When Valdosta State University student Jasmine Benjamin was found killed in a study room on her campus recently, her parents learned of the news via a Facebook post. They are criticizing the school for not notifying them earlier and in a more professional manner, according to a Huffington Post article Monday.
Think about receiving news of a child’s death over Facebook — with no voice, no human touch. Granted, the speed of modern communication is nothing new. Smartphones have made it so people are constantly wired in to their online social network. Thus it’s only half surprising that a Facebook post beat Benjamin’s university in relaying the news to her family.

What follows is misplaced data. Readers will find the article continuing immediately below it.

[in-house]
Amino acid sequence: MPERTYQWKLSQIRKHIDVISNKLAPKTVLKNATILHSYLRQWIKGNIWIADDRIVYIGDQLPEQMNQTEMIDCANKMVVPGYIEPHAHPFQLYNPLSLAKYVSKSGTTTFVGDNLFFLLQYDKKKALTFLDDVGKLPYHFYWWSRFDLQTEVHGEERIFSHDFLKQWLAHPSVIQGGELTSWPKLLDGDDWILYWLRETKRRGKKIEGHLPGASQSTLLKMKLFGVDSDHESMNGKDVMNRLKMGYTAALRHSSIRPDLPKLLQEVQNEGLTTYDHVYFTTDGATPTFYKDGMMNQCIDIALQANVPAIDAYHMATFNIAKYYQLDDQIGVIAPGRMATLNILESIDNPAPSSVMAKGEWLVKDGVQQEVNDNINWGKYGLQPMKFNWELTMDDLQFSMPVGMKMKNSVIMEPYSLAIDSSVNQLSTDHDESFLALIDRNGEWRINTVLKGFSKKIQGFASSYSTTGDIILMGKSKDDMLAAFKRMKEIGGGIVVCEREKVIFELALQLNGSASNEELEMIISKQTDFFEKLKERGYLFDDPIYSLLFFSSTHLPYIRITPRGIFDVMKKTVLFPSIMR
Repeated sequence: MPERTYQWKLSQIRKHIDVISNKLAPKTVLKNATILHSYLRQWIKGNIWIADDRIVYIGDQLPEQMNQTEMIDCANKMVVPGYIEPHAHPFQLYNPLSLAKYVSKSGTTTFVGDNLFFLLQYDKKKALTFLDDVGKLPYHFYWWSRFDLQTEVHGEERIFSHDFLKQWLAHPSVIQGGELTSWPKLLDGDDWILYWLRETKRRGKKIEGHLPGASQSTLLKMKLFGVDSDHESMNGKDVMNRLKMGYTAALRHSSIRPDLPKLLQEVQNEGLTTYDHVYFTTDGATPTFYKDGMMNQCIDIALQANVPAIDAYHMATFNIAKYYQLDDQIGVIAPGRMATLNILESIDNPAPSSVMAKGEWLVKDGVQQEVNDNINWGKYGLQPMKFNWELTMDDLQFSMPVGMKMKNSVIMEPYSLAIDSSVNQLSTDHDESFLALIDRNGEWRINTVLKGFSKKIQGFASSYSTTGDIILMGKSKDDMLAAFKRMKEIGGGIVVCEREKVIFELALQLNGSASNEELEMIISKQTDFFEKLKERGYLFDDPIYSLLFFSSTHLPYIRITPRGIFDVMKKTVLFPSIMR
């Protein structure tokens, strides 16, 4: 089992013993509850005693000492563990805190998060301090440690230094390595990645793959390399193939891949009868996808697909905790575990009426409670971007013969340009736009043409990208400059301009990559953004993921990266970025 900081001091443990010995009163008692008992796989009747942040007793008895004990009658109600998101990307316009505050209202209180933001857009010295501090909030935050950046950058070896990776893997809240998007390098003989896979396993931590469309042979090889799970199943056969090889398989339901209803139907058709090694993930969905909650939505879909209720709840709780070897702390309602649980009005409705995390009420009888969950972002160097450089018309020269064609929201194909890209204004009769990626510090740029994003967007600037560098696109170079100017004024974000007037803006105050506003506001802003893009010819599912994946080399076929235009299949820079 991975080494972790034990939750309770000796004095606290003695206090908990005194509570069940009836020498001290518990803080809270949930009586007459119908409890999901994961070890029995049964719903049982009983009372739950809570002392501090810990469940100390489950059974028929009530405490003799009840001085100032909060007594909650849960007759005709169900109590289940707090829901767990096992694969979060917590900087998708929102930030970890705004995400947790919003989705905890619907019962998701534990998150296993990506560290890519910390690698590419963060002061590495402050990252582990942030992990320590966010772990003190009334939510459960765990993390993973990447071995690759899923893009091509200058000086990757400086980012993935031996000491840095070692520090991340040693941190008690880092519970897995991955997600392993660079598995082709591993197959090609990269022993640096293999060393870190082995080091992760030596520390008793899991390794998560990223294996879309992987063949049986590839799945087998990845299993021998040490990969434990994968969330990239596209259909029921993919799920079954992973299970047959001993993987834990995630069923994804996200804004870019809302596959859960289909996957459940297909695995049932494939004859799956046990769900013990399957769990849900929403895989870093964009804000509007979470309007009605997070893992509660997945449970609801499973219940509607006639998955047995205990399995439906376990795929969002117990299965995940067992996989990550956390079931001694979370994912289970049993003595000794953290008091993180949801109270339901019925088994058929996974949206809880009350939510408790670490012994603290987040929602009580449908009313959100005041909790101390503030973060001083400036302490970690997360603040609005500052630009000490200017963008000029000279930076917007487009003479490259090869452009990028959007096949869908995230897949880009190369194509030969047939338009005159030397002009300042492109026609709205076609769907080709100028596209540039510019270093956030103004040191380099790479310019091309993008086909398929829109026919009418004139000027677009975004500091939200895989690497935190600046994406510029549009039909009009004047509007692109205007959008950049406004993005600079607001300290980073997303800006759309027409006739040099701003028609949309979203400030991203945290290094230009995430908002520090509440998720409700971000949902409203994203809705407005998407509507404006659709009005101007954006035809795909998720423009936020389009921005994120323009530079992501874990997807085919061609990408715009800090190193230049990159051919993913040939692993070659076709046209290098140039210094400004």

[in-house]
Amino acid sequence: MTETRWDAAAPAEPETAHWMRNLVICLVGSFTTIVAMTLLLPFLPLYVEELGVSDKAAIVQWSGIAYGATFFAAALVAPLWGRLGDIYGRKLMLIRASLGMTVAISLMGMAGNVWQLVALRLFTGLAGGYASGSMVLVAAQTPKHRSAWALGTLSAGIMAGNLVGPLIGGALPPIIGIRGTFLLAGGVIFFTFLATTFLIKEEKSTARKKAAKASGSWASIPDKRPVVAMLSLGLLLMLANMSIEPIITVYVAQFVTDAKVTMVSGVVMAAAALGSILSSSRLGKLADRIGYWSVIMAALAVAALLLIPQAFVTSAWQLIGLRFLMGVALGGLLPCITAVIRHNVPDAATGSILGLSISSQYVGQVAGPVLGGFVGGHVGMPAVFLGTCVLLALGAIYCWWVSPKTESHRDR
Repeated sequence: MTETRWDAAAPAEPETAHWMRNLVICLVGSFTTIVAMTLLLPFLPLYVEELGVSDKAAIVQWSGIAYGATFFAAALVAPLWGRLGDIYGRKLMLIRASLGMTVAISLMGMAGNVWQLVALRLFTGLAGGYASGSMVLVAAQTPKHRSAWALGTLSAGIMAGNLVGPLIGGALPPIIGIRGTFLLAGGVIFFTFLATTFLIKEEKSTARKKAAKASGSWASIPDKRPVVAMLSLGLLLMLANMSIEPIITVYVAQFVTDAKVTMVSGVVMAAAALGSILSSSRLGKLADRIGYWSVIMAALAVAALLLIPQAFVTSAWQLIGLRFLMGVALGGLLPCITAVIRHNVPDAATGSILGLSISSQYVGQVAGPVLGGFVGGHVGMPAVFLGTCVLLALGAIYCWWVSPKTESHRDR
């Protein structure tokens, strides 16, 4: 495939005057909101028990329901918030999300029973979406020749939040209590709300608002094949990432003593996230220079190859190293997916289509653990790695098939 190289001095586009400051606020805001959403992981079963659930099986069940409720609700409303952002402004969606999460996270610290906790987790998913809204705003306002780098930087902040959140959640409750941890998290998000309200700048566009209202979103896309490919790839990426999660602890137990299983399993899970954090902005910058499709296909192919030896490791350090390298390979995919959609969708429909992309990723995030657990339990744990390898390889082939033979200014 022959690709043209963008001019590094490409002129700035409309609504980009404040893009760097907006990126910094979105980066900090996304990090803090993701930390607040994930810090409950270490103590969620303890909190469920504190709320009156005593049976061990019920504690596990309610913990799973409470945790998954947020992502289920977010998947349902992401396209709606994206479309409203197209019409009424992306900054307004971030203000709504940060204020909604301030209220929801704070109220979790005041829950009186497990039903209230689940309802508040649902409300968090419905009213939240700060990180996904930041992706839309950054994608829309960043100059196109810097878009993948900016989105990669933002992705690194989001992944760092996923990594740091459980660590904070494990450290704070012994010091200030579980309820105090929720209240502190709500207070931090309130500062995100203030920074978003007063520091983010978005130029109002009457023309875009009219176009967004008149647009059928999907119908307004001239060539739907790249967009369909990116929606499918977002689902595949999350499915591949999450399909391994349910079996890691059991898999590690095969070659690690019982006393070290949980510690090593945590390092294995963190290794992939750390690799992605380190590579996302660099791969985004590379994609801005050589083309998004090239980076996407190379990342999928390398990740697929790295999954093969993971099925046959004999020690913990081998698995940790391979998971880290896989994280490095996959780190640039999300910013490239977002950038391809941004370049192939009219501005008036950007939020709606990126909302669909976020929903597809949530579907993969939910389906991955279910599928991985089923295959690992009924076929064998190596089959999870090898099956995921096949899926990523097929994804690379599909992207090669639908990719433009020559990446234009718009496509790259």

Still, it doesn’t quite feel acceptable. Facebook is hardly human. We have extended friend groups, a massive online network, and more friends than we actually know. So on the one hand, with events that call for courtesy, discretion and a concerned human voice — for example, the death of a daughter — an electronic update is not going to cut it. Grief will only be worsened by a lack of personal touch and careful consideration.
On the other hand, a Facebook approach to death is not entirely bad. The site can serve as a sort of virtual memorial service. It has proved itself an effective venue for mourners to convey their distress over the loss of a loved one. When a faraway friend passes away, for example, it is the least we can do to post a note of sorrow and love on said friend’s still-living wall. It allows one to be present — albeit in a minimal way — during the grieving period.
But personal tragedies should be treated with care. And a Facebook post will never replace a sympathy card. Similarly, news of a family member’s death should, at the very least, arrive over a cell phone.